The flexibility afforded to students by HyFlex courses has been evident this semester, but the style of teaching required has proven more difficult to maintain than anticipated. Moreover, that same flexibility has been the proverbial double-edged sword when it comes to student success.
HyFlex courses are hard to build, and even harder to teach. Designing effective online courses is hard work and differs significantly from in-person teaching. HyFlex courses essentially braid the two together. Moreover, the braiding is even more complicated because the online strand is further divided into synchronous and asynchronous paths. What seems clear is that institutions using the HyFlex model need to find more and different ways to support faculty members than before. Hire work-study students to wrangle Zoom? Improve the integration and workflow of these various tools? At the very least, we have to acknowledge the significant burden now on classroom instructors, a burden for which very few of us were prepared.
HyFlex’s origin story matters. HyFlex courses were initially developed for graduate students in an educational-technology program. we needed more in the way of introducing students to HyFlex — more clearly and specifically outlining how the courses work and how to navigate them most successfully.
HyFlex works better for some types of classes than others. It’s no coincidence that faculty members who are finding HyFlex a difficult fit are those whose classes are either completely or mostly discussion-based, perhaps even student-led.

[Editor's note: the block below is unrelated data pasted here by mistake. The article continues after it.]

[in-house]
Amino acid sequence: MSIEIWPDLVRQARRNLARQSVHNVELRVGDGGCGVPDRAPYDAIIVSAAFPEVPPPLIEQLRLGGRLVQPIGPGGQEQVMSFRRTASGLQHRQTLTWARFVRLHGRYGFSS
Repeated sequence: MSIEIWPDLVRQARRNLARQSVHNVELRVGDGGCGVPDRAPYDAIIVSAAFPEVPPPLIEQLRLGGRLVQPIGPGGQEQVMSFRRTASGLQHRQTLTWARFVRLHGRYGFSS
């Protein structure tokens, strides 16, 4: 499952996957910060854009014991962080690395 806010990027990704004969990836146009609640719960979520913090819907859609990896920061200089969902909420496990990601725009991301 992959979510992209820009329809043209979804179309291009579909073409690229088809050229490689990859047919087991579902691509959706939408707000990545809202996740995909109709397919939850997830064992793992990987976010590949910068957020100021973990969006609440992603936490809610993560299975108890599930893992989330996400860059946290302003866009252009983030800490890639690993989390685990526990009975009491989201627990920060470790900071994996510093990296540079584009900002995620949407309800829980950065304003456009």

We need to help students learn to become online learners.
Faculty members cannot hide from structural racism and economic inequality any more, because our students were never able to in the first place.
Looking for different ways for students to share their knowledge. I’ve done Jamboard, Google Slides, Discussion posts, padlet…I just want something different and am not able to come up with any great ideas here. Anyone come up with anything else fun or interesting? This is for an asynchronous course.
Create opportunities online for students to connect with each other as part of the school day.
Keep lines of communication open and constructive between teachers and parents/guardians.
Focus on core skills at home.
There’s a distinction between online and using technology versus distance learning.
It’s going to become a lot more interactive, a lot more personal, and then teachers are going to be able to zero in a lot more on what the kids need.
A lot of teachers feel a lot of pressure to have these perfectly planned lesson plans that go exactly as intended when you get into the classroom. In this environment, it’s okay to not have the planning perfect. It’s okay if things get a little bit extemporaneous, a little improvisational in the classroom.
If I’m a teacher looking at the pie of time and energy that I have in a given week, I would try to minimize the energy that I have to put into things where I’m not interacting with students …